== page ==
Archaeologists Discover Rare Seventh century Islamic dwelling in Qatar
Archaeologists have stumbled upon a rare find in the south of Al Wakrah, Qatar – the remains of a well-preserved seventh century Islamic dwelling. Radiocarbon dating suggests that the house was built between 600 and 630 AD and was in use for around 100 years.
The finding, which occurred just one kilometre from the coastline, was made 6 months ago but its immediate importance was not immediately clear as very little was visible on the surface and excavation work was needed to discover exactly what the structure was.
After thick deposits of sand and rubble were removed, the outline of the ancient dwelling emerged, revealing three large rooms, one of which was divided into a smaller, private room. The walls had been built from flat slabs of beach rock and mud-mortar. The careful excavation process also uncovered several hearths with fragments of pottery, fish bones and shellfish.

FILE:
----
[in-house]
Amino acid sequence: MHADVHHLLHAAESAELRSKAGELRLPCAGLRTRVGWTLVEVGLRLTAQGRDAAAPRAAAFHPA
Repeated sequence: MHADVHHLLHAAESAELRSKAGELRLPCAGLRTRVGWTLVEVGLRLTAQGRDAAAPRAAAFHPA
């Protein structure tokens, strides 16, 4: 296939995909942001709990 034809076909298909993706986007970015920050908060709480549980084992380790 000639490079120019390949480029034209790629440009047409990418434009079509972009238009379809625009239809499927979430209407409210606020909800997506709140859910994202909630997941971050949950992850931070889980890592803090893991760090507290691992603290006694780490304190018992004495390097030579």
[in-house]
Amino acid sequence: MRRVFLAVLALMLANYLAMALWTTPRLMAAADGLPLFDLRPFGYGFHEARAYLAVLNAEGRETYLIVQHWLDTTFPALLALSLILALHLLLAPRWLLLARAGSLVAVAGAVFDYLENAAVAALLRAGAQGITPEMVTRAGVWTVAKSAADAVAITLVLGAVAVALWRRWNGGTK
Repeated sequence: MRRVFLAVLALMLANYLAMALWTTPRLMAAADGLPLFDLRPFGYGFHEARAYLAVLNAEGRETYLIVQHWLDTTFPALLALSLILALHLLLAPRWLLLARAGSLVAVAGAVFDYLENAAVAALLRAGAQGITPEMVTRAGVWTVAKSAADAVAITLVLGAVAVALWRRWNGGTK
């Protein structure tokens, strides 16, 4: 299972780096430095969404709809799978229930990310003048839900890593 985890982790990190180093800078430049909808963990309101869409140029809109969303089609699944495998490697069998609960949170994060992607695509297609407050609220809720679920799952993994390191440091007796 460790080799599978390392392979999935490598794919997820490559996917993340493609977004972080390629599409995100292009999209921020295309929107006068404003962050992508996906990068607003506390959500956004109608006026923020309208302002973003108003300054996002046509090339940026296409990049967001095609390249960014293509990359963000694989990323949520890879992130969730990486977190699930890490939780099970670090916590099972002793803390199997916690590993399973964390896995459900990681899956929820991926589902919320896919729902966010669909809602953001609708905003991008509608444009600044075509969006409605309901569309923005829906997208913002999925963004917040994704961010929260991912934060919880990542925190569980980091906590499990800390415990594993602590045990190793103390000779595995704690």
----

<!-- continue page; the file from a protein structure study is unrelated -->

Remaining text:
“This evidence helps us to understand what the people who lived here were eating and how they were preparing food. All of the excavated material was sieved, in order to recover even the smallest of artefacts, which included tiny fish bones and small marine molluscs” explained Fatima Merekhan, a team member from the Qatar Museums Authority (QMA).
Interestingly, the dwelling appears to have sat on the coastline entirely on its own, with no surrounding neighbours, as no evidence has been found of other structural remains in the area.
“Sites of this period are extremely rare, not just in Qatar but in the Gulf region” said Faisal al-Naim, Head of Antiquities at the QMA. The finding adds to the growing understanding of the country’s heritage and helps archaeologists to protect areas of historical significance from the rapid development and large-scale infrastructure projects taking places in the Qatar.